These coasters are quick to make once you’ve learnt the stitch pattern. It’s easy to make piles of them for use outside in the summer and if you make them out of cotton they are very resilient to summer dining. I throw them in the washing machine and as long as I dry them flat, I can get away with not blocking them. Anything for an easy life! I’ve made mine using blue cotton yarn because the crossed stitches look like waves, but there really is no reason why you couldn’t make them using a different colour palette to suit your outdoor dining area.
DK yarn with a slight sheen (it shows the stitch definition really well and allows it to be the star of the show!). Here are just a few that I like – I will add to the list as and when I find more that are suitable.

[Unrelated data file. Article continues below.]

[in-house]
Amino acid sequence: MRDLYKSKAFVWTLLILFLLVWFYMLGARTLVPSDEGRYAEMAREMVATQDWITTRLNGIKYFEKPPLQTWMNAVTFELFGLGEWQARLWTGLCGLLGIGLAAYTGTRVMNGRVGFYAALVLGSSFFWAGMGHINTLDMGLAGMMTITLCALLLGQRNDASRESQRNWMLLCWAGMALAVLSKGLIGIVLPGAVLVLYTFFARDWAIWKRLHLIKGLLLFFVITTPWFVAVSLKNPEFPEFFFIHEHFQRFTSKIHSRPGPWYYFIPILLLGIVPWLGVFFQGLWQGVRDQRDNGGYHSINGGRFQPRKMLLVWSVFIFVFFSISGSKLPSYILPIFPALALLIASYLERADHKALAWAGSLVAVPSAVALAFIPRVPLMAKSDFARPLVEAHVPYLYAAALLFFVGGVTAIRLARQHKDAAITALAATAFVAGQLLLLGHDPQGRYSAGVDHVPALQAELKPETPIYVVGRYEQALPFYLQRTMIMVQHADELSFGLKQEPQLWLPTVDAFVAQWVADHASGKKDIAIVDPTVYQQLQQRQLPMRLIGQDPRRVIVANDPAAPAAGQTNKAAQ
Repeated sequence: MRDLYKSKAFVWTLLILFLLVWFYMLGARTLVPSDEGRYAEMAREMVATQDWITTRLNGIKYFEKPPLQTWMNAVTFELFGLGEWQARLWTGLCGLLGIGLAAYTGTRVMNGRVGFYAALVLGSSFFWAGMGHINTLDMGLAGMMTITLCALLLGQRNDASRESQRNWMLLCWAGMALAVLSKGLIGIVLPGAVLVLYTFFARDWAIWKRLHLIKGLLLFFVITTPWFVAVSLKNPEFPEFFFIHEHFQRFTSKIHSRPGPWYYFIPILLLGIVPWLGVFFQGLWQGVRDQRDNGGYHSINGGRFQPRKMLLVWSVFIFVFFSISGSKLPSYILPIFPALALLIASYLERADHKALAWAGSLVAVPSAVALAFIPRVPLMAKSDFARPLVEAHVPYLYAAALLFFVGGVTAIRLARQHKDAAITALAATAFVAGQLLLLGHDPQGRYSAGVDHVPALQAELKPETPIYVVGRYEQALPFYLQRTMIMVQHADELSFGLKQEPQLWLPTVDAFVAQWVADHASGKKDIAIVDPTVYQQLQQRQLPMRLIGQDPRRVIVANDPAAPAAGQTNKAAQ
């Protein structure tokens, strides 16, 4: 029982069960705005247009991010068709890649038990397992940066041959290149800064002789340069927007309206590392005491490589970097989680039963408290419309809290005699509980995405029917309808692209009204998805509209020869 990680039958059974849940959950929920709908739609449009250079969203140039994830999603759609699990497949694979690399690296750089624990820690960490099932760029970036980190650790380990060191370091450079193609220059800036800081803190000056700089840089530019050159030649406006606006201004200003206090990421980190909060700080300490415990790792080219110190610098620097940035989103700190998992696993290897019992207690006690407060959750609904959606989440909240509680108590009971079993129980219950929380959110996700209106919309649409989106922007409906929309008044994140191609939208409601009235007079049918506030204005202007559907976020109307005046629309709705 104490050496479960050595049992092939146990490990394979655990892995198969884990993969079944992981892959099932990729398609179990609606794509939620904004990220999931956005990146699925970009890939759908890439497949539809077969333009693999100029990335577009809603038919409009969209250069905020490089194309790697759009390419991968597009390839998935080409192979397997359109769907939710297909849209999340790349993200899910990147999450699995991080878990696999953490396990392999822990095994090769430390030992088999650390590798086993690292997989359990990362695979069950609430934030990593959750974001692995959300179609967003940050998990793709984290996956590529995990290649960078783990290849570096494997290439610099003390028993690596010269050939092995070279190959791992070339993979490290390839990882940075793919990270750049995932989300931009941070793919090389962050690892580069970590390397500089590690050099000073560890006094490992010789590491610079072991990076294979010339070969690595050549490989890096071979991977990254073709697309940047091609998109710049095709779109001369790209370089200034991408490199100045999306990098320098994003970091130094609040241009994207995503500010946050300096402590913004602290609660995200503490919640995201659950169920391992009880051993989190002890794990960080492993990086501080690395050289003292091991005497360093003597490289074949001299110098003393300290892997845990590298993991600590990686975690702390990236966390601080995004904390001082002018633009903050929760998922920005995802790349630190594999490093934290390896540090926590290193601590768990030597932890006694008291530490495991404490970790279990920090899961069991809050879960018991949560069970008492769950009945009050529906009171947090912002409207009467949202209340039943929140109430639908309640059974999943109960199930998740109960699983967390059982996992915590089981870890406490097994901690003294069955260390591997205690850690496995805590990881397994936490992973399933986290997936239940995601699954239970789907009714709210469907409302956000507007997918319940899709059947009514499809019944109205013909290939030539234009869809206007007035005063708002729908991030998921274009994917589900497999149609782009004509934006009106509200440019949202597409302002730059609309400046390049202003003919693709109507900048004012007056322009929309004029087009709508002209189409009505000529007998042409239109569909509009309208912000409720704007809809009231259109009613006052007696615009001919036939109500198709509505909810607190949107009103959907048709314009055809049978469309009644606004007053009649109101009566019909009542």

Chain 16 (+2) 18 chains
1 dc in 2nd ch from hook, 1 dc in each remaining ch, turn.
3ch (counts as first tr), (miss the first dc – the one at the base of the chain 3)
1tr in each of next 3 dc, yrh and insert hook from front to back in dc at base of ch3, yrh and draw long loop through. You need to pull this through quite far so that it doesn’t crush the first 3tr you made! [Yrh and draw through first 2 loops] twice. This is basically a long treble crochet stitch.
*miss next dc, 1tr in each of next 3dc, 1 long tr in last missed dc
Rep from * to last dc, 1 tr in last dc, turn.
1ch (turning chain)
1dc in each tr to end (though DO NOT dc into the top of the ch3)
Rep rows 1 and 2 FOUR times to form coaster
Double crochet evenly around remaining three sides
I have found that an extra stitch in each corner gives a smooth edge. I also stick to the principle of 2dc along a tr stitch/ch3 and 1 dc in between on the dc rows when trying to get a tight, straight edge.
Weave in the loose end with a tapestry needle. Running it straight along a dc row works best.